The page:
Case Number : C.A. No. 5140 of 2019 02-07-2019
Petitioner's Advocate : Vikas Mehta
Bench : Hon'ble Mr. Justice A.M. Khanwilkar, Hon'ble Mr. Justice Ajay Rastogi

3. Sundar Gupta v. Sunil Vasudeva

In view of the order passed in Civil Appeal arising out of SLP(C ) No. 5449 of 2015 dated 2nd July, 2019, contempt petition has become infructuous and is accordingly dismissed.

Case Number : Conmt. Pet. (C) No. 1721 of 2017 02-07-2019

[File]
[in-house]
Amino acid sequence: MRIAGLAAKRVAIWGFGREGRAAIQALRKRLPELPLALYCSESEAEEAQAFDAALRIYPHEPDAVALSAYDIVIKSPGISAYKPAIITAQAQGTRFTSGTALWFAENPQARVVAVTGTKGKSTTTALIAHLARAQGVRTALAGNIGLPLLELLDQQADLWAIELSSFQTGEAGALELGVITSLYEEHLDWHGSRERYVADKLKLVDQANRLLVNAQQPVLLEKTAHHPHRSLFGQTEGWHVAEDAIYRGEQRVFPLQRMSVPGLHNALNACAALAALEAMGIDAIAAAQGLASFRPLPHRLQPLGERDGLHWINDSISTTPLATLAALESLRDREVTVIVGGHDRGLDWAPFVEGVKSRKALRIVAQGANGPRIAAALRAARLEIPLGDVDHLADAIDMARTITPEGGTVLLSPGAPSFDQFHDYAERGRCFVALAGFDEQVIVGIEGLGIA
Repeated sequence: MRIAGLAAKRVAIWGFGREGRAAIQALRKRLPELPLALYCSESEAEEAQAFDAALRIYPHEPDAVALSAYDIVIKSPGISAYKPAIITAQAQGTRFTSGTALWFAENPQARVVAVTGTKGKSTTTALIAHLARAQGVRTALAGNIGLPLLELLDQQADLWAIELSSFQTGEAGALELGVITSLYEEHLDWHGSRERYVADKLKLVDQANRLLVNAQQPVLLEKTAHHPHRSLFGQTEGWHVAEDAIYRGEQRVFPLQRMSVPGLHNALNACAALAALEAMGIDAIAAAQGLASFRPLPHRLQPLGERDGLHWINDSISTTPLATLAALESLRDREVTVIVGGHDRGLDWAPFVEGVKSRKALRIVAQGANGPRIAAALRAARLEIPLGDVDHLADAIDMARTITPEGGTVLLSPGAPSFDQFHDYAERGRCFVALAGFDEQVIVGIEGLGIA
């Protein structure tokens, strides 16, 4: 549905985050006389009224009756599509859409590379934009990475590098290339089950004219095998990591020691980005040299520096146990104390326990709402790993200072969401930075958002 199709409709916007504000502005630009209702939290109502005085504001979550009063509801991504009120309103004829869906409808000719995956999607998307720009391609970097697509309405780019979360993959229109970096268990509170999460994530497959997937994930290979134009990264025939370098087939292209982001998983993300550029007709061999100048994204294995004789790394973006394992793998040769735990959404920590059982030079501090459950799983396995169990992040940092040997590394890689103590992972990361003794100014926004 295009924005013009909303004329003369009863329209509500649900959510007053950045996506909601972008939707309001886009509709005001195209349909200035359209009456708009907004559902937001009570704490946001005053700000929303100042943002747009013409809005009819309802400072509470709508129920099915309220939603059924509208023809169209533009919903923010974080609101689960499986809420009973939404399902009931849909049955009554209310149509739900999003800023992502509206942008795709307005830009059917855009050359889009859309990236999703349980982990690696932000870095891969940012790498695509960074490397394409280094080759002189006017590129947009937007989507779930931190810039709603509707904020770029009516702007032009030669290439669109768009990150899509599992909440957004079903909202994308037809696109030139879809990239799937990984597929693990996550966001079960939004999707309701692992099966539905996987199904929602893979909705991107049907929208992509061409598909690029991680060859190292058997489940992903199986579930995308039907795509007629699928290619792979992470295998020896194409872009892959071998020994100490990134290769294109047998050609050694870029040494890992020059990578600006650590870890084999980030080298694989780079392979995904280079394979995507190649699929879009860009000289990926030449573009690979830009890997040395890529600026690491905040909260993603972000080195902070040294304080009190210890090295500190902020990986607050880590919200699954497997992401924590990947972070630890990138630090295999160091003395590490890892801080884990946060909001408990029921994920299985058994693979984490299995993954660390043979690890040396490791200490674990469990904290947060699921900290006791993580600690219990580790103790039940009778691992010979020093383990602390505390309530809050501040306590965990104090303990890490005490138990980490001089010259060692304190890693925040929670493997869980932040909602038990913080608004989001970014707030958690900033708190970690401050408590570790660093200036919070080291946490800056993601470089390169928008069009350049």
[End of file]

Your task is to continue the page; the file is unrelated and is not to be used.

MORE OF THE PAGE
Petitioner's Advocate : Ranjan Mukherjee
Bench : Hon'ble Mr. Justice A.M. Khanwilkar, Hon'ble Mr. Justice Ajay Rastogi

4. M/s. Adani Power (Mundra) Ltd. v. Gujarat Electricity Regulatory Commission

Agreement - the clauses in the agreement ought to be given the plain, literal and grammatical meaning of the expression used in the same. No doubt, that the courts will also try to gather as to what intention the parties wanted to give them.

Principle of Business Efficacy